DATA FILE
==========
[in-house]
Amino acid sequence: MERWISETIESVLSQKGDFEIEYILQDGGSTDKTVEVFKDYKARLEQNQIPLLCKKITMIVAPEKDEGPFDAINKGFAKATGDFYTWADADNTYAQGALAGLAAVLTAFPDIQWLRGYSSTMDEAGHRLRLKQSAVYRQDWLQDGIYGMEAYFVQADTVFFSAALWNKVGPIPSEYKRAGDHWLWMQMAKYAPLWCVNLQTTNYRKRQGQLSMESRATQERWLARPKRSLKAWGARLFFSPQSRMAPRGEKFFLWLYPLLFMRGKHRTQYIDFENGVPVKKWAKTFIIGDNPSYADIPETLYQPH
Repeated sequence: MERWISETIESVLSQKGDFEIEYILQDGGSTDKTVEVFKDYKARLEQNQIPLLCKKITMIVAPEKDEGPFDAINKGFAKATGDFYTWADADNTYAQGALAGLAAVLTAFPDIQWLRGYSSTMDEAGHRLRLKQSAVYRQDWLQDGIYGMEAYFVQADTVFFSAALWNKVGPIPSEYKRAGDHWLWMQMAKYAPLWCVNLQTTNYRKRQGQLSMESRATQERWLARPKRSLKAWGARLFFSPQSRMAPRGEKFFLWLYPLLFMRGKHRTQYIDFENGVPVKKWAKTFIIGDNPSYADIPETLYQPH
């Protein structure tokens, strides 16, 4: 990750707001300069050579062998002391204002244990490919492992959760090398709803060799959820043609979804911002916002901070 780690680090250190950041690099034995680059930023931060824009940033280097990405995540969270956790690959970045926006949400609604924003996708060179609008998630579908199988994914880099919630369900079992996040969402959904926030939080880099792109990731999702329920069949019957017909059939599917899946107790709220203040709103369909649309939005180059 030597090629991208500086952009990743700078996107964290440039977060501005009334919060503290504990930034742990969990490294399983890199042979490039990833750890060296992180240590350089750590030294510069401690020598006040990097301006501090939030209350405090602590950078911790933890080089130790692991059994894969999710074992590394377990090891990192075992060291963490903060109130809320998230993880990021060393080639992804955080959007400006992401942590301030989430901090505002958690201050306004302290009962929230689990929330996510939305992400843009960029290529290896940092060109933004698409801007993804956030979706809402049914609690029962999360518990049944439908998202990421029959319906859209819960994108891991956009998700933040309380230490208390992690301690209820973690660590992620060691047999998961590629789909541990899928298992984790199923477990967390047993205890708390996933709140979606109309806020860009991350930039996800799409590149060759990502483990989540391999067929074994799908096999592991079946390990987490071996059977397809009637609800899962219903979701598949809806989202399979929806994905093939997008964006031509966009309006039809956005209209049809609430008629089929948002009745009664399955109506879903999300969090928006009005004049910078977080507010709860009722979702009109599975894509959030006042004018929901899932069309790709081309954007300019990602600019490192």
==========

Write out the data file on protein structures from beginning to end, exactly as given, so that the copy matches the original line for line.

[in-house]
Amino acid sequence: MERWISETIESVLSQKGDFEIEYILQDGGSTDKTVEVFKDYKARLEQNQIPLLCKKITMIVAPEKDEGPFDAINKGFAKATGDFYTWADADNTYAQGALAGLAAVLTAFPDIQWLRGYSSTMDEAGHRLRLKQSAVYRQDWLQDGIYGMEAYFVQADTVFFSAALWNKVGPIPSEYKRAGDHWLWMQMAKYAPLWCVNLQTTNYRKRQGQLSMESRATQERWLARPKRSLKAWGARLFFSPQSRMAPRGEKFFLWLYPLLFMRGKHRTQYIDFENGVPVKKWAKTFIIGDNPSYADIPETLYQPH
Repeated sequence: MERWISETIESVLSQKGDFEIEYILQDGGSTDKTVEVFKDYKARLEQNQIPLLCKKITMIVAPEKDEGPFDAINKGFAKATGDFYTWADADNTYAQGALAGLAAVLTAFPDIQWLRGYSSTMDEAGHRLRLKQSAVYRQDWLQDGIYGMEAYFVQADTVFFSAALWNKVGPIPSEYKRAGDHWLWMQMAKYAPLWCVNLQTTNYRKRQGQLSMESRATQERWLARPKRSLKAWGARLFFSPQSRMAPRGEKFFLWLYPLLFMRGKHRTQYIDFENGVPVKKWAKTFIIGDNPSYADIPETLYQPH
């Protein structure tokens, strides 16, 4: 990750707001300069050579062998002391204002244990490919492992959760090398709803060799959820043609979804911002916002901070 780690680090250190950041690099034995680059930023931060824009940033280097990405995540969270956790690959970045926006949400609604924003996708060179609008998630579908199988994914880099919630369900079992996040969402959904926030939080880099792109990731999702329920069949019957017909059939599917899946107790709220203040709103369909649309939005180059 030597090629991208500086952009990743700078996107964290440039977060501005009334919060503290504990930034742990969990490294399983890199042979490039990833750890060296992180240590350089750590030294510069401690020598006040990097301006501090939030209350405090602590950078911790933890080089130790692991059994894969999710074992590394377990090891990192075992060291963490903060109130809320998230993880990021060393080639992804955080959007400006992401942590301030989430901090505002958690201050306004302290009962929230689990929330996510939305992400843009960029290529290896940092060109933004698409801007993804956030979706809402049914609690029962999360518990049944439908998202990421029959319906859209819960994108891991956009998700933040309380230490208390992690301690209820973690660590992620060691047999998961590629789909541990899928298992984790199923477990967390047993205890708390996933709140979606109309806020860009991350930039996800799409590149060759990502483990989540391999067929074994799908096999592991079946390990987490071996059977397809009637609800899962219903979701598949809806989202399979929806994905093939997008964006031509966009309006039809956005209209049809609430008629089929948002009745009664399955109506879903999300969090928006009005004049910078977080507010709860009722979702009109599975894509959030006042004018929901899932069309790709081309954007300019990602600019490192």